After part one of RAF East Wretham, we see how the poor fortunes of the Czech squadron of Bomber Command were left behind, a new breed of aircraft had now arrived in the form of the US fighter Group’s P-47s and P-51s. After the departure of Bomber Command, the site was turned over to the USAAF and renamed Station 133.
RAF East Wretham (Station 133)
With this change came a number of modifications to the airfield. Temporary Pierced Steel Planking (PSP) was laid, more concrete pathways added and the site accommodation improved generally. The work continued for several weeks whilst the personnel of the newly formed 359th Fighter Group (FG) were gathered together in the United States, finally shipping out across the Atlantic in the October 1943.
Only being recently manned, the 359th were truly a new group (although some pilots were drawn from other established combat units) being formed of the 368th, 369th and 370th Fighter Squadrons (FS). Arriving from Westover Field Massachusetts in the October 1943, they were one of the last units to join the Eighth Air Force with P-47 Thunderbolts; a move that bolstered fighter numbers to some 550, trebling the Eighth’s total number of fighters in only a matter of weeks.
By December they were combat ready, and their first mission took place on December 13th 1943 – an escort mission protecting heavy bombers as they attacked airfields in France. During the mission, thirty-six aircraft of the 359th carried out fighter sweeps in the Pas-de-Calais area without loss and without a single ‘kill’, a rather calm opening to their European war. On the 20th, they undertook their second mission, another escort of heavy bombers to Breman. Joining them were the 4th FG, 56th FG, 78th FG, 352nd FG, 353rd FG, 356th FG, and for their first time the 358th FG all flying P-47s. For the fighters it was another ‘uneventful’ mission with only minimal losses, but for the heavy bombers it was their first encounter with Me-410s, and their time-fused, aircraft launched missiles.
During March 1944 a special squadron was formed commanded by Capt. Charles E. Ettlesen of the 359th. Known as “Bill’s Buzz Boys”, the purpose of the unit was to develop ground-attack tactics as so few of these had been truly successful up until now.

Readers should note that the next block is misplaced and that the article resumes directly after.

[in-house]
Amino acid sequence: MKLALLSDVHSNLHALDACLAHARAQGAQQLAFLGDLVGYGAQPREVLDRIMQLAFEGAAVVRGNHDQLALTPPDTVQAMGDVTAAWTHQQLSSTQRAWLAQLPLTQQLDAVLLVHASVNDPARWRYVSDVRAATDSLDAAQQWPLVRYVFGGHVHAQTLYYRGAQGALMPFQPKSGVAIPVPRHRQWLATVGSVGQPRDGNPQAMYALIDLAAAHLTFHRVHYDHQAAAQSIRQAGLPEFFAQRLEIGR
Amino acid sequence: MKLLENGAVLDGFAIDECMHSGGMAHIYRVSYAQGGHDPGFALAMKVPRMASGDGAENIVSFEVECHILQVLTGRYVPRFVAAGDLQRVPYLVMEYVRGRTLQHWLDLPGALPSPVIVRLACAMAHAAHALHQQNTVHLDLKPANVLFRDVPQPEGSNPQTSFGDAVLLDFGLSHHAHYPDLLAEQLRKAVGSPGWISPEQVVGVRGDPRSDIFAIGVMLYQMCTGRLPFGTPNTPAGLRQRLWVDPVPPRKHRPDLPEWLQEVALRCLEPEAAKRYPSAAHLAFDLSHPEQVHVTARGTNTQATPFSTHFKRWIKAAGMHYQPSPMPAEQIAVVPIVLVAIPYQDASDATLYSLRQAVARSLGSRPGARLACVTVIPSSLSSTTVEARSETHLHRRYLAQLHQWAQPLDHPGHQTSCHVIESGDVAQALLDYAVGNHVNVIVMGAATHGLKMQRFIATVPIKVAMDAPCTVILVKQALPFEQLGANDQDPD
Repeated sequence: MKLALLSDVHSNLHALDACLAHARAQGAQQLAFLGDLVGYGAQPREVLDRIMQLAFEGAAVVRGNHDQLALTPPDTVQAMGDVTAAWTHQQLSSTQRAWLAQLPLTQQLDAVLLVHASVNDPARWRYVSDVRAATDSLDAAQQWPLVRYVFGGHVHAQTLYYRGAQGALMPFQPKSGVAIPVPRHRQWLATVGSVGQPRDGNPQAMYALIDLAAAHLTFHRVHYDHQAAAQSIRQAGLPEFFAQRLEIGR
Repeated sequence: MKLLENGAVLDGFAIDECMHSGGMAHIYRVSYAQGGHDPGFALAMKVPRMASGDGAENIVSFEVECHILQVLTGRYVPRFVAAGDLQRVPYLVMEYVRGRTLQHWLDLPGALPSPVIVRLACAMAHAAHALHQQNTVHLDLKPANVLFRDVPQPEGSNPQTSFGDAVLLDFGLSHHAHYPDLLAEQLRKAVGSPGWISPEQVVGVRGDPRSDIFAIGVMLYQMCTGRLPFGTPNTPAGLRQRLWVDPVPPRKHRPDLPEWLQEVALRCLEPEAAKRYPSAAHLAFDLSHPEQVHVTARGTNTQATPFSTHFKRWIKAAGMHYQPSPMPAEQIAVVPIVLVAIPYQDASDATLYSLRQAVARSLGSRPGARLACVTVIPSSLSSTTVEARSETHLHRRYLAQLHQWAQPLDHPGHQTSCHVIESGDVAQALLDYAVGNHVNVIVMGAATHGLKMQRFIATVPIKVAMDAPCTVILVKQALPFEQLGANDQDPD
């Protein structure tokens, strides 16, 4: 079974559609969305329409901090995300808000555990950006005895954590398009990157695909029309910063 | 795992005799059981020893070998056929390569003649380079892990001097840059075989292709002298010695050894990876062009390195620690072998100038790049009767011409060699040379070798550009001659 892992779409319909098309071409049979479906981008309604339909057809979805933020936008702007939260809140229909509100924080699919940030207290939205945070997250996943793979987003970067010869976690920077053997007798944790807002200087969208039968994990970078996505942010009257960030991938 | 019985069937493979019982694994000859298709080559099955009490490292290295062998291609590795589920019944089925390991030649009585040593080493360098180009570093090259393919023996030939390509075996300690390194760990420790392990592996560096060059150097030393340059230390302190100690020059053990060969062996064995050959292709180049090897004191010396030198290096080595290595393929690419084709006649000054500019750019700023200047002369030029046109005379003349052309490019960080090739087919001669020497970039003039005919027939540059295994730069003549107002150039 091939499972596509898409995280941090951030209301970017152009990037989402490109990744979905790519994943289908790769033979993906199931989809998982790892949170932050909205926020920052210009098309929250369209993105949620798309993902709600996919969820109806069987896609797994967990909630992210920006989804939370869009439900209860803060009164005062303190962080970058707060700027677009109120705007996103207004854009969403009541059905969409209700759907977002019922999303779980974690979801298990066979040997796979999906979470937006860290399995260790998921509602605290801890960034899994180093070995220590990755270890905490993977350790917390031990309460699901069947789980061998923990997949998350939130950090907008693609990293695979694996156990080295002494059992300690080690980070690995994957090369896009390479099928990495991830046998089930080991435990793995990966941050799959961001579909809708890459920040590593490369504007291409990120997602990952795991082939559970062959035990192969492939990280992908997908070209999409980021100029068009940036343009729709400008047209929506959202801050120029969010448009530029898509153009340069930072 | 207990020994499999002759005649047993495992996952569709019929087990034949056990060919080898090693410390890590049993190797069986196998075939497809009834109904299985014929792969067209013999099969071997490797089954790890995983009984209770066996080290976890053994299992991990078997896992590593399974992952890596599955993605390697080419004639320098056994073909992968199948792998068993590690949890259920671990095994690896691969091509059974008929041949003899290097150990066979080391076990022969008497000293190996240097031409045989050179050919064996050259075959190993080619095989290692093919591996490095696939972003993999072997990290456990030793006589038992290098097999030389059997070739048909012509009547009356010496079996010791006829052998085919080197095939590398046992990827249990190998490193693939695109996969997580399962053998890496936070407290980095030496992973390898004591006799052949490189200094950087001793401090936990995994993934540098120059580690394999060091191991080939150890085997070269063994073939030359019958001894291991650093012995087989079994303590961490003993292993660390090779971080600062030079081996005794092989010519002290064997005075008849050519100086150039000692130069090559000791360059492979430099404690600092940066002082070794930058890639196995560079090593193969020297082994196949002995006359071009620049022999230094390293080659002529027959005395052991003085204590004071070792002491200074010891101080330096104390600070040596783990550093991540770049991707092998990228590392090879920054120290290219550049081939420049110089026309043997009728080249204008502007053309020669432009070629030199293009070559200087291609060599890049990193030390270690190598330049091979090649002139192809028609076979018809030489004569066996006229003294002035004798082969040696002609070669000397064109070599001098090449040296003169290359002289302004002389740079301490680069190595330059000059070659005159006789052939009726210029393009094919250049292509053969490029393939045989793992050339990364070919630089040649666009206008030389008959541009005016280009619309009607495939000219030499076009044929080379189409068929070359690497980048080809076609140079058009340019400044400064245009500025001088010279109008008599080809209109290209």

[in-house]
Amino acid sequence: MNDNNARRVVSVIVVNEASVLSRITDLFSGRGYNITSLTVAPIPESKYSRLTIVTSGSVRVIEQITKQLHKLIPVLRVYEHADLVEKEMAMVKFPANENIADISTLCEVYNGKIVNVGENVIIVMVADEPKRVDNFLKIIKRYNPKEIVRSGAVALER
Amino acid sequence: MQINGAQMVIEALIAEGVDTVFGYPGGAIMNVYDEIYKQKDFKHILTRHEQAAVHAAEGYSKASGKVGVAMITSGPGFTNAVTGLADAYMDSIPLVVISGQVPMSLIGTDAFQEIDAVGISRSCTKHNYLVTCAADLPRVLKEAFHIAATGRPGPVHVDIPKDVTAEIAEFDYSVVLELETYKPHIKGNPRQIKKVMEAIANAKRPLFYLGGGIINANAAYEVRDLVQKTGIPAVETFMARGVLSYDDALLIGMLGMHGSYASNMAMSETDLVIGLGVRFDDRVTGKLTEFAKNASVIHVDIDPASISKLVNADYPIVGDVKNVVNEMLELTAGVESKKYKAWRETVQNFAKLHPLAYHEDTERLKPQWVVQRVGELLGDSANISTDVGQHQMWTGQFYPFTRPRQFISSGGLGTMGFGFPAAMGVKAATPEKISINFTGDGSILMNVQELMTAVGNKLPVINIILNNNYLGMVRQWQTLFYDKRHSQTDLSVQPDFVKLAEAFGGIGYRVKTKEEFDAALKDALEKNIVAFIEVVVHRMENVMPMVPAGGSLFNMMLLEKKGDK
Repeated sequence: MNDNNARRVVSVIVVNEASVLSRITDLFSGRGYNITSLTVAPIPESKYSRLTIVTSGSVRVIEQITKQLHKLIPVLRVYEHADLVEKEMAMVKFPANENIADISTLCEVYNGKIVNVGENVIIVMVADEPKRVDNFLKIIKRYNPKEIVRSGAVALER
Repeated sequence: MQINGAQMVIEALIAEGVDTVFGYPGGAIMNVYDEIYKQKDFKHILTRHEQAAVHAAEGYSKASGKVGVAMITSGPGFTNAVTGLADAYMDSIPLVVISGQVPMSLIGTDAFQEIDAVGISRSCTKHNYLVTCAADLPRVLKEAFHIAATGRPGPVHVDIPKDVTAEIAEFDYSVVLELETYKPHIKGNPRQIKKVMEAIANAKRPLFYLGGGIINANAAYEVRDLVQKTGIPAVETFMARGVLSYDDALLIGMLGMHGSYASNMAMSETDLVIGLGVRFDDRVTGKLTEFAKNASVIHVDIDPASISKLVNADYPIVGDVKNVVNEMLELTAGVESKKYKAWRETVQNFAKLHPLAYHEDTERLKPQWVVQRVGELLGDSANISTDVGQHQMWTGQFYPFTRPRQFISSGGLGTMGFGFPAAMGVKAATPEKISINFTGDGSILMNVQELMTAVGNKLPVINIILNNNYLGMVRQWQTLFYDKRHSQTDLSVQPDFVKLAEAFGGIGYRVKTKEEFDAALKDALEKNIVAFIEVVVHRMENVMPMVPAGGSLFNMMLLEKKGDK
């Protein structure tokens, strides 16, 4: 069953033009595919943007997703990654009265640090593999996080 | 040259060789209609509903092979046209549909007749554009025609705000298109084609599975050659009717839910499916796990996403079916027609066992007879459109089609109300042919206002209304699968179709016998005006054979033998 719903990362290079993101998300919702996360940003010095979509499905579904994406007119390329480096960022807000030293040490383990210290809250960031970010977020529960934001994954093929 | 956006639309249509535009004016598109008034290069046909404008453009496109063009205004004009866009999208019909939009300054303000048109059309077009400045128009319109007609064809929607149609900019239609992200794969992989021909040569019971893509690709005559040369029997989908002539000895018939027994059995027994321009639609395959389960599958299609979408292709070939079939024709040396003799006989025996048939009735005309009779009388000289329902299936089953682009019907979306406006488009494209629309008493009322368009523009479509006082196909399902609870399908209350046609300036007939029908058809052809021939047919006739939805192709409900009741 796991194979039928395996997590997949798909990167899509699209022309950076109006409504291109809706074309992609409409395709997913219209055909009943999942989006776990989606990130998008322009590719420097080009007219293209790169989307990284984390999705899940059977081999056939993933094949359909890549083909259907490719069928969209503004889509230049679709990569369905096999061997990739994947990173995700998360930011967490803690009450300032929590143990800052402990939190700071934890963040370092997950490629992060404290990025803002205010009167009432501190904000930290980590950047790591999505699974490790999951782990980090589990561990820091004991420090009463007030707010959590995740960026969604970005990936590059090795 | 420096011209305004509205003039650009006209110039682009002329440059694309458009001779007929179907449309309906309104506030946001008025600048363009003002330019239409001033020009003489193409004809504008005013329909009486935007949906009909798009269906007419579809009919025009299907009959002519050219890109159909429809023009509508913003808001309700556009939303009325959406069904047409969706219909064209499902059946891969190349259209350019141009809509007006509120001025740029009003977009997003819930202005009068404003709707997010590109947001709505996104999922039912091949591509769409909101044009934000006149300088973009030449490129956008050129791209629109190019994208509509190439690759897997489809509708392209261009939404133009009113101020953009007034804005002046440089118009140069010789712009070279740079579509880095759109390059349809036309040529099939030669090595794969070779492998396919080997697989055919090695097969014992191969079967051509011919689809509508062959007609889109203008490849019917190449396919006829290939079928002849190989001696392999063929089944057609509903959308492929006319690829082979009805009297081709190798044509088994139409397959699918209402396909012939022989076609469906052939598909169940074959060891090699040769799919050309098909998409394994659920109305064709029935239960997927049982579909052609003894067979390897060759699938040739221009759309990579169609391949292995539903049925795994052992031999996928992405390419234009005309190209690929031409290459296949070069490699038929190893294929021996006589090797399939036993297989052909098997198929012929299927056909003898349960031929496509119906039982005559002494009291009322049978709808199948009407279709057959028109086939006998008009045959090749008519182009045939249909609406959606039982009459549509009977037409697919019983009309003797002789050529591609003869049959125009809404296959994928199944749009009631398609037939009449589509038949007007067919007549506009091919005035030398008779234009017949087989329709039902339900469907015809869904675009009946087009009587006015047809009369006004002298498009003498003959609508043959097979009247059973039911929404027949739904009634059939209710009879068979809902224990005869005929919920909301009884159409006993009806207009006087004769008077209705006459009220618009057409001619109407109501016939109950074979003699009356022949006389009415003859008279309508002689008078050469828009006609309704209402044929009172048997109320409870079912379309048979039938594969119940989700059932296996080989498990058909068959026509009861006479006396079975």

The group tried many new ways of attacking enemy airfields, and in the month they were together, they succeeded in destroying or damaging numerous aircraft, blowing up several hangars, locomotives, barges and other small boats in their attacks. During one of these attacks on the airfield at Chateudun, Capt. Ettlesen hit a high tension wire which cut half way through his wing. He manged to fly the P-47 back to England landing at RAF Martlesham Heath in Suffolk, trailing a good 30 feet of wire behind him! On April 7th, the unit’s four flights returned to their respective groups, and the new tactics learned were taken to RAF Millfield, the brainchild of General Quesada to train pilots in the art of ground attack.
The 359th at East Wretham continued on with bomber escort operations throughout the early stages of 1944, and then in the April, they began to convert to P-51 Mustangs, a change that involved major retraining of both pilots and ground crews. Used to the air-cooled Douglas Wasp engines of the P-47s, they now had to convert to liquid cooled Merlins. To prepare mechanics for the forthcoming Mustangs, ‘sample’ P-51Bs were sent out prior to the shipment to allow for a smooth transition from one aircraft to the other.
By May, the 359th were ready with their P-51s and their first foray into enemy territory took place on the 5th. Not unlike their first mission with P-47s, it was an escort mission to attack targets in the Pas-de-Calais and Siracourt areas in ‘Noball‘ operations. Like the first, it also was uneventful, cloud cover preventing both allied bombing or Luftwaffe intervention.
Ground attacks were incredibly dangerous, and the summer of 1944 would reinforce that fact. In May pilot, Major George “Pop” Doersch, whose daring would eventually take his ‘kill’ rate into double figures, flew too low to the ground in a strafing attack on an airfield near Rheims. In the attack his propeller struck the ground causing the blades to bend at the tips. Fortunately and using all his skill and strength, he managed to nurse the aircraft (P-51B) back to Manston where it landed without further incident.
As D-Day approached, the 359th focused on strafing ground targets in and around the Normandy area; railway locomotives and communication lines were all now very high priority. During the invasion itself, the 359th escorted the heavy bombers across the channel, and whilst over France, they took the opportunity to continue with these opportunist attacks.